The Fulton Center Transit Hub opens in New York City today, making it a very special day in NYC. With the help of architect James Carpenter, the Fulton Center is more of a work of art than a standard subway station. Carpenter has already made his imprint in the city with designs in the 7 World Trade building, the Pier 5 pavilion of Brooklyn Bridge Park and the Time Warner Cable Building, to name a few. His contribution to the Fulton Center is the “Sky Reflector-Net” centerpiece, the visually arresting artwork/dome of the Fulton Center, and also the most costly commissioned piece in MTA history at $2.1 million.
Comprised of diamond-shaped aluminum pieces that will reflect up to 95% of the natural light it receives to all corners of the main level and the adjacent walkways, it transforms the center from the cavernous feeling of most MTA stations to something more.
As NYC’s next great artistic public space, the MTA calls the Fulton Center the “Grand Central of Lower Manhattan”. Grand Central, of course, being much more than a array of subway cars and trains, it is, in and of itself, a work of art. Some of the other artful details of the Fulton Center are the spiral staircase in the mezzanine and the mirrored Dey St. passageway that will connect Broadway to Church St free of charge with no need for a metrocard. Perhaps, most importantly, will be the use of the neighboring Corbin Building.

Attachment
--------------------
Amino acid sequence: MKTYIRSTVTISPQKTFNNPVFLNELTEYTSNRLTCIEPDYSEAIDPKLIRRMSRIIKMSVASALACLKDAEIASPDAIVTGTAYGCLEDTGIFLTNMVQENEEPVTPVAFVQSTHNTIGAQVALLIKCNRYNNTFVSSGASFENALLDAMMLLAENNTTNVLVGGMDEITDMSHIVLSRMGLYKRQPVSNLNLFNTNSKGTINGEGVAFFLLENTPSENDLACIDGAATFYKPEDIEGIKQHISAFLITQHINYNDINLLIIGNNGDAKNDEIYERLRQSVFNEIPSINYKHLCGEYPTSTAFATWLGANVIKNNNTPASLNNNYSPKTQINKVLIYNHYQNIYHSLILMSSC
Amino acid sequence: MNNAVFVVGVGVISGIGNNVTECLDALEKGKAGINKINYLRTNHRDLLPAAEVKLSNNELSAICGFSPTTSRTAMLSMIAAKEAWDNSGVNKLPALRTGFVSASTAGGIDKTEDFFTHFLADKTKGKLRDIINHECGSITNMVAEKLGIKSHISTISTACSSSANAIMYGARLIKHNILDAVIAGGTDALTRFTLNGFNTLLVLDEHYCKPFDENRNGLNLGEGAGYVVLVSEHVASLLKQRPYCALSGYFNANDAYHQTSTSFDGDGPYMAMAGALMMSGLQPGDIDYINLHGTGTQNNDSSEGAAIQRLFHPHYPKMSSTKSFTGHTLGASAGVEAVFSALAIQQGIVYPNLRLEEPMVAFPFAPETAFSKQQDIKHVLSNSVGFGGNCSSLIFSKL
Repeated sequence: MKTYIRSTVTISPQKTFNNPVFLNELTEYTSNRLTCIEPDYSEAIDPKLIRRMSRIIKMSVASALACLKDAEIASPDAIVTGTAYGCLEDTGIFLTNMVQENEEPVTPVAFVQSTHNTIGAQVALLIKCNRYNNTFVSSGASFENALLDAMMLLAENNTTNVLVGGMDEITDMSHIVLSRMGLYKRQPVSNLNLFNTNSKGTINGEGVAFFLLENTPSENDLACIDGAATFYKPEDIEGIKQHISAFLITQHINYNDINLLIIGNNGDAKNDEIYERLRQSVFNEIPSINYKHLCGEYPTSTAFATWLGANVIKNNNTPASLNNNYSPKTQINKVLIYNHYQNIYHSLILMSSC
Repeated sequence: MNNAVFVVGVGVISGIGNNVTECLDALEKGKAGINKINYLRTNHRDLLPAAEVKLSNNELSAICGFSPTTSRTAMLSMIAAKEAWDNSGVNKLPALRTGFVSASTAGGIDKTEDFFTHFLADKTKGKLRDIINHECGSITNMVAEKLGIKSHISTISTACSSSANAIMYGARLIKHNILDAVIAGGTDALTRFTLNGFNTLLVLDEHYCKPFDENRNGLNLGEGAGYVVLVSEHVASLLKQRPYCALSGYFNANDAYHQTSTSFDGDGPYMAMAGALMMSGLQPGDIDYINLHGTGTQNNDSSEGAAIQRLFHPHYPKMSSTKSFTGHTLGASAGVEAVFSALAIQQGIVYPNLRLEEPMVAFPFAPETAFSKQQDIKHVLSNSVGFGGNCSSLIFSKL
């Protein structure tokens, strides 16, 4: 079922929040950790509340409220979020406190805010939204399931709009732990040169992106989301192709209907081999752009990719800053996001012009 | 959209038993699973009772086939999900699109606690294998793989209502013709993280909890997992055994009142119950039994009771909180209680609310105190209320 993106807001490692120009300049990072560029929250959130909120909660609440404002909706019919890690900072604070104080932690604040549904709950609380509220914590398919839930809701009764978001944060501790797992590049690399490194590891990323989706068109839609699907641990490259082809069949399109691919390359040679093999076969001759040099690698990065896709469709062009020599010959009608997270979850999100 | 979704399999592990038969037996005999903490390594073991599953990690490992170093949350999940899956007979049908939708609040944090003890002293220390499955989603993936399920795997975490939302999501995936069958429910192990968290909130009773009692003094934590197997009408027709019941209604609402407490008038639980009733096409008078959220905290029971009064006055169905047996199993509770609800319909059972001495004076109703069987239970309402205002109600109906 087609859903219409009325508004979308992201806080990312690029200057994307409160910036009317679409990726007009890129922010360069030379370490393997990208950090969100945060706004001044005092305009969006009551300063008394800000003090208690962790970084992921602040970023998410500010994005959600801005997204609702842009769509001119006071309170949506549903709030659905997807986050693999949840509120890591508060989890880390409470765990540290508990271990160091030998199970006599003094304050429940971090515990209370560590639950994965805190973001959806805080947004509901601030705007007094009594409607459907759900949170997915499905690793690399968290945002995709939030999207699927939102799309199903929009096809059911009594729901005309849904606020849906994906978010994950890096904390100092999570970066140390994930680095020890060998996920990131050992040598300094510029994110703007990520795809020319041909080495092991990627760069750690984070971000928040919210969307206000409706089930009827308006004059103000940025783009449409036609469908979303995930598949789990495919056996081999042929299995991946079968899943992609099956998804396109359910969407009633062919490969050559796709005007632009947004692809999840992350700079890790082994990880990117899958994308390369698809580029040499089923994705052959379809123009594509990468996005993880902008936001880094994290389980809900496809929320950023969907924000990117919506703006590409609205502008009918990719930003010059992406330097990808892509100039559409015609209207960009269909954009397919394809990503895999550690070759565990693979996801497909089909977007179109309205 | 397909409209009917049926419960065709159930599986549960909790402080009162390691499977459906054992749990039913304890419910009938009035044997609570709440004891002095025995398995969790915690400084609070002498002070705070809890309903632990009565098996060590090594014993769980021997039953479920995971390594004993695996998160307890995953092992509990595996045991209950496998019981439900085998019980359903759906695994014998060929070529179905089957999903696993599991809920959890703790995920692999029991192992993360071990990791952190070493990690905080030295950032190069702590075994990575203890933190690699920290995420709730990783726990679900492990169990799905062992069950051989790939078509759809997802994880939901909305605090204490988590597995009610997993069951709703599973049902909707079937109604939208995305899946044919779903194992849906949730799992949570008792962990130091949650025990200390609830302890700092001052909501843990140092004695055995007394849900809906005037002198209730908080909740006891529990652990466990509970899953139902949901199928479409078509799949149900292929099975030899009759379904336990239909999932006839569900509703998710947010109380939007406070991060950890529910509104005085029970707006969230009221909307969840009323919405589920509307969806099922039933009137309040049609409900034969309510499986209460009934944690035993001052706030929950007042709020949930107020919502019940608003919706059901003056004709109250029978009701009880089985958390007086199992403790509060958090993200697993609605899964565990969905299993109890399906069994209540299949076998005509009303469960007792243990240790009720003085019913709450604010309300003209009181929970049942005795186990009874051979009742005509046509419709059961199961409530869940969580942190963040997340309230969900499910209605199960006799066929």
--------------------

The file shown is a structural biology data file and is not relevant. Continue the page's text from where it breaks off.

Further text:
The Corbin Building was built in 1889, designed by Francis Hatch Kimball for Austin Corbin, financier and savior of the Long Island Railroad. It is 8 stories tall and stands out in the Financial District with a distinct stone, brick, and terra cotta facade. In the leadup to construction, it was thought the Corbin Building would be razed, but thanks to preservationists, with a economically-minded plan, it was saved. Now fully restored, most of the main floor will be an entrance to the Fulton Center with 31,000 square feet of commercial space to be used on its upper levels. And being mindful of art in public spaces, the Arts for Transit and Urban Design also commissioned over 350 unique terra cotta molds for the restoration.
At the end of the day, the Fulton Center was not intended to be a work of art but to serve as a transit hub. Yet, even that practical function is done artfully. The center will house an astonishing eleven MTA subway lines including the A/C/E, J/Z, 1/2/3, 4/5, and the R trains. Additionally, the PATH train will be accessible with additional connection to the World Trade Center station. Prior to today’s opening, transferring at Fulton St station was a convoluted maze. Today, all lines are seamlessly available, making travel for an estimated 300,000 daily riders considerably more tolerable. It could quite possibly even be enjoyable, which is quite a feat for public transportation standards. Now, time will tell if the Fulton Center becomes as iconic as Grand Central, but there is no doubt that it is much more than a subway station.